Host a Wild-Game Dinner

Featured Wild Meat

Don’t get down because hunting season is well past halftime. Assuming your freezer is full of venison, you can enjoy many wild-game dinners in the months ahead.

Venison is a lean, excellent protein source that can be cooked endless ways. Whether it’s venison barbacoa, or backstraps served over a cauliflower puree and balsamic reduction, you can get creative. Just don’t keep it all for yourself. Sharing it with others around the dinner table makes meals more memorable. Before inviting your friends and family, however, consider a few things about hosting wild-game dinners.

Make a Smorgasbord

It’s hard to please everyone when cooking for a group, so don’t stop at one dish. Make a full-course meal, complete with appetizers and several entrées to please different palates. Consider grilled backstrap, carnitas, or even ribs to ensure you feed everyone.

In fact, encourage your guests to try everything. Wild game can be outside the comfort zone for those who haven’t tasted it before, so serve up some encouraging words, too. If they trust you, and feel comfortable with your group and the setting, they’ll eagerly try something new.

Make it a Pot Luck

If you’ve included fellow hunters on your guest list, ask them all to bring a dish. Potlucks are a fun way to get creative and try new recipes, but keep track of dishes your guests bring to prevent duplicates. The last wild-game dinner I attended offered everything from mountain lion tenderloin and panfish fillets to sandhill crane and jalapeno venison poppers. As you enjoy a top-notch meal, you’ll share hunting stories and plan future trips.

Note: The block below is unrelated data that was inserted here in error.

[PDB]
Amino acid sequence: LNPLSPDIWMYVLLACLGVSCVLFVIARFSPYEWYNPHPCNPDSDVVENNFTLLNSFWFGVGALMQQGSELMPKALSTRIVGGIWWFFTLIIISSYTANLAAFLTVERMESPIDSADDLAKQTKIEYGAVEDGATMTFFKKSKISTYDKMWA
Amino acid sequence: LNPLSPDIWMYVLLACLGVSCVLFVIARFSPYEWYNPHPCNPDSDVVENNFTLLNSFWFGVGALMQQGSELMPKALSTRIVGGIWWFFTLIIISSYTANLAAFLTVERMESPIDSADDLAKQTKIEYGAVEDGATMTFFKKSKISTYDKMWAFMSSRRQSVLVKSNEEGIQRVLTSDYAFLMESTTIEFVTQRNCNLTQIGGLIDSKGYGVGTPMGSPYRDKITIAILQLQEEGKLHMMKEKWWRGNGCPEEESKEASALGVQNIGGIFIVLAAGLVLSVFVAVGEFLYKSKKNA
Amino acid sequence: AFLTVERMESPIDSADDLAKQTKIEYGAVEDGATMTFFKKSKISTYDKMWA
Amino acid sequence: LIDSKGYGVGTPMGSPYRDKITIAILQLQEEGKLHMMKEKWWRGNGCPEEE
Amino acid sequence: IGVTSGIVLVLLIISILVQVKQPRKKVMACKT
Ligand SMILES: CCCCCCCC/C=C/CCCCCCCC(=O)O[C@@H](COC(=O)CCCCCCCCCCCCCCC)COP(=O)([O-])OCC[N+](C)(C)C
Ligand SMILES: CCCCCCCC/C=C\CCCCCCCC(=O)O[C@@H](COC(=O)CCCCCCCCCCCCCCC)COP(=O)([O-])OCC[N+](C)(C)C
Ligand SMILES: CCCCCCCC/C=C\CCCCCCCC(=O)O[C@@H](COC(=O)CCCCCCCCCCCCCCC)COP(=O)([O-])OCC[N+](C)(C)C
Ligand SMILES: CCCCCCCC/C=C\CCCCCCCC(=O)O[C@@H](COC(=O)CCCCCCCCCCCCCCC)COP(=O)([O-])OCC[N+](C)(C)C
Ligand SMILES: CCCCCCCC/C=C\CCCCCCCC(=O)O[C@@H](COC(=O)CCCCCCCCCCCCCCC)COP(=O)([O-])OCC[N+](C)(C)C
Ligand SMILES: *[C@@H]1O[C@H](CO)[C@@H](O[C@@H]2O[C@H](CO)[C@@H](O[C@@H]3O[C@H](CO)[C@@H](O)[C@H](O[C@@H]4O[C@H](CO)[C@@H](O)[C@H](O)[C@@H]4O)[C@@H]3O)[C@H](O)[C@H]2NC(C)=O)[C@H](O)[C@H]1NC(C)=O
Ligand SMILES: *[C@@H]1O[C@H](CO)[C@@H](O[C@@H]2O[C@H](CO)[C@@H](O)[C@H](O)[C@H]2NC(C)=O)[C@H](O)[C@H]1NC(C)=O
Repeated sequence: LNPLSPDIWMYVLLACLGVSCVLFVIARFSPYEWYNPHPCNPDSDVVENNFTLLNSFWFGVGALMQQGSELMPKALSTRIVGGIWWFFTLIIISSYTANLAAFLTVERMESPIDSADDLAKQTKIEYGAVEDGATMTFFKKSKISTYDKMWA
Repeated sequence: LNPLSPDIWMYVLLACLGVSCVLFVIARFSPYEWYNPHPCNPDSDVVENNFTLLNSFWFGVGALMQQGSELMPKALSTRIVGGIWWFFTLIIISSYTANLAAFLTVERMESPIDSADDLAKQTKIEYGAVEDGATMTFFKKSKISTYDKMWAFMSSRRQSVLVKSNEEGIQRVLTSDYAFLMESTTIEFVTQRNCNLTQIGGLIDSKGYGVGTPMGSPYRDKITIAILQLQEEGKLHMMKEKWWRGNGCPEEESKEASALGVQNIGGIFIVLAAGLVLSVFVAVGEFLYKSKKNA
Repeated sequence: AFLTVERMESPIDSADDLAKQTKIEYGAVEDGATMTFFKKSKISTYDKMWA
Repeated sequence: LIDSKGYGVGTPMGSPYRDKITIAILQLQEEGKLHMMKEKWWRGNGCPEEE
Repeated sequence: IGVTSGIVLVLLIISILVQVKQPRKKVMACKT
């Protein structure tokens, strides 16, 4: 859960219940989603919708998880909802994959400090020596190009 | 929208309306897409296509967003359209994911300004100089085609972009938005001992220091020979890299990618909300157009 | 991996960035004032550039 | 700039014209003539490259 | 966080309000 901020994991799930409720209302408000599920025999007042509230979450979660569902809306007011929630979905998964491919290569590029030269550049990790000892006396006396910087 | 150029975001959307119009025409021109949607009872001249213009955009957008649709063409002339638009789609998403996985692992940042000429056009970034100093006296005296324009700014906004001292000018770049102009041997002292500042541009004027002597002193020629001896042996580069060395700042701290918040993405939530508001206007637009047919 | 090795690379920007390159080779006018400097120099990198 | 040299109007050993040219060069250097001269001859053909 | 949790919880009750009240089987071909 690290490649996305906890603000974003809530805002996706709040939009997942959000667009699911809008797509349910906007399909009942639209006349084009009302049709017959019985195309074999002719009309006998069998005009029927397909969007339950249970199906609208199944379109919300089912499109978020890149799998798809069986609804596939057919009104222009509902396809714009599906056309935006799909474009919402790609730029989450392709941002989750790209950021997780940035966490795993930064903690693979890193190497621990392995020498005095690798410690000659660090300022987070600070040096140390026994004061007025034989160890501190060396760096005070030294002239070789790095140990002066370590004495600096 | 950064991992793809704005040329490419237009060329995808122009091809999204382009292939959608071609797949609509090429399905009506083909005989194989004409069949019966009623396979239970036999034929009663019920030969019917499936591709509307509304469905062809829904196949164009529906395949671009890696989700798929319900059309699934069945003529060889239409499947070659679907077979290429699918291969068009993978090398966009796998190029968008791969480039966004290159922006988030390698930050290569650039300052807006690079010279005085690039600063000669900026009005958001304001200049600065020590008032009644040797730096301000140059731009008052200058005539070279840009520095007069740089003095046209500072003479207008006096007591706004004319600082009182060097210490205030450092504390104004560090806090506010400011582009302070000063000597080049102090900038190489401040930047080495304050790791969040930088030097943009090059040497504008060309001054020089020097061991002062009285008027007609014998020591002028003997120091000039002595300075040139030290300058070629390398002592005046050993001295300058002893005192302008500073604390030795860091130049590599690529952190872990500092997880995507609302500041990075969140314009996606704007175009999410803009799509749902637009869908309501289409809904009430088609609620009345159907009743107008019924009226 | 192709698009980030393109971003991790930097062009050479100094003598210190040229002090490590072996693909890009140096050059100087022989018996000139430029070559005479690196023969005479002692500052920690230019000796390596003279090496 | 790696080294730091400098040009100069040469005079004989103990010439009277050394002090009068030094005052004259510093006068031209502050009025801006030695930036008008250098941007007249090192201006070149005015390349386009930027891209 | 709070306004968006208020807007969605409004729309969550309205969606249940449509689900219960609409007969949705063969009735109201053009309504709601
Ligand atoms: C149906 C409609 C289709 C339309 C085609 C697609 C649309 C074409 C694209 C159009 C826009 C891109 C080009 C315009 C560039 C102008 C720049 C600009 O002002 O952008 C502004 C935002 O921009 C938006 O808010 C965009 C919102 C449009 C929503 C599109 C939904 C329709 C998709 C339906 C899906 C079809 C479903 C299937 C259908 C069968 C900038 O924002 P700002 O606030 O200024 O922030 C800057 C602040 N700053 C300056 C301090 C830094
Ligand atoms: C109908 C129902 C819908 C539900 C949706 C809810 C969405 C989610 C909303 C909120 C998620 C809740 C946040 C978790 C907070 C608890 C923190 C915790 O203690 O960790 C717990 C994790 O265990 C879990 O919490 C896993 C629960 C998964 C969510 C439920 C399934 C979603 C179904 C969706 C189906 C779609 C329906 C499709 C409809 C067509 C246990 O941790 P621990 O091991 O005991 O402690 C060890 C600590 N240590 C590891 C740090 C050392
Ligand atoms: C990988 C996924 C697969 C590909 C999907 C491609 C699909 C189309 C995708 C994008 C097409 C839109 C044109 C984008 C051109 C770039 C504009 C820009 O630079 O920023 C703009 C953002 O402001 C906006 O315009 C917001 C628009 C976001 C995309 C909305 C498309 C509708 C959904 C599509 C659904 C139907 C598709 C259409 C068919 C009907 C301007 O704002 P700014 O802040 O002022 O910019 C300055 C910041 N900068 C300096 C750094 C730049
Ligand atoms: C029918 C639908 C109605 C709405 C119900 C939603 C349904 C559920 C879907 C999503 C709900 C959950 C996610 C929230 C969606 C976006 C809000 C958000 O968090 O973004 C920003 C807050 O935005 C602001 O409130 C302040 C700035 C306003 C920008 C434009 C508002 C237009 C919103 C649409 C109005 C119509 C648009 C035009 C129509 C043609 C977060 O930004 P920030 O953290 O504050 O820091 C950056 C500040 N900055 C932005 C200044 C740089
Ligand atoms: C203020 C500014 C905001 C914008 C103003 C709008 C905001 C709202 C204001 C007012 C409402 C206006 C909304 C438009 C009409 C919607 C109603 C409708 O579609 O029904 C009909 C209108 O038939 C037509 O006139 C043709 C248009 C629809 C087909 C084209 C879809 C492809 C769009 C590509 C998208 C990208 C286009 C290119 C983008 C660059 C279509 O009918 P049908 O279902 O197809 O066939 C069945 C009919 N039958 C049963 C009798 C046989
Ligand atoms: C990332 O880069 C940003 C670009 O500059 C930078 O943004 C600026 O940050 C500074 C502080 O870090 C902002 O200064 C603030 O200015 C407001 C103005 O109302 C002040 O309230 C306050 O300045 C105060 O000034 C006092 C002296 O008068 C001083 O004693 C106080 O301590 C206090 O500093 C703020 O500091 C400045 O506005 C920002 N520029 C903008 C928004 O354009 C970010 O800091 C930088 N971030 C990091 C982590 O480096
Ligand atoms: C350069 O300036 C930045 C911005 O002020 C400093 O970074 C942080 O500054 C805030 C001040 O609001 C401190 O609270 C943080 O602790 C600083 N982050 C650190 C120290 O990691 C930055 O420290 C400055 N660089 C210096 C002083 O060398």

Beer and Wine Pairings

Pair your wild game with a complementing beer or wine. Photo Credit: Field and Stream

A cold beer or glass of wine greatly complements any meal. When you choose the right beverage, the flavors work with each other. An imperial stout and a red wine share bold, oaky tannin flavors that work with a backstrap smeared in vegetable oil, coated in salt and pepper, and grilled to medium-rare.

Look for similarities the entrée and beverage share to find matches that cleanse your palate. A hazy IPA might not mesh with venison ribs carrying a smoky BBQ flavor. The tangy IPA, however, works great with a freshly squeezed lime atop venison carnitas.

No rules, of course, dictate how to pair your favorite drink and dish. It’s fun to experiment with new combinations to find the best match. Add another layer to your meal and drink by choosing a beer or wine produced near the site where you harvested the animal. You could also visit a winery or microbrewery when hunting out of state to find a pairing you can enjoy later at home with friends and family.

Welcoming your nonhunting friends into your favorite pastime to share the harvest is a great way to grow our community. Keep that in mind the next time you dig into your freezer for your hard-earned venison. By sharing it, you might create a hunting partner by sharing an open seat at your table.


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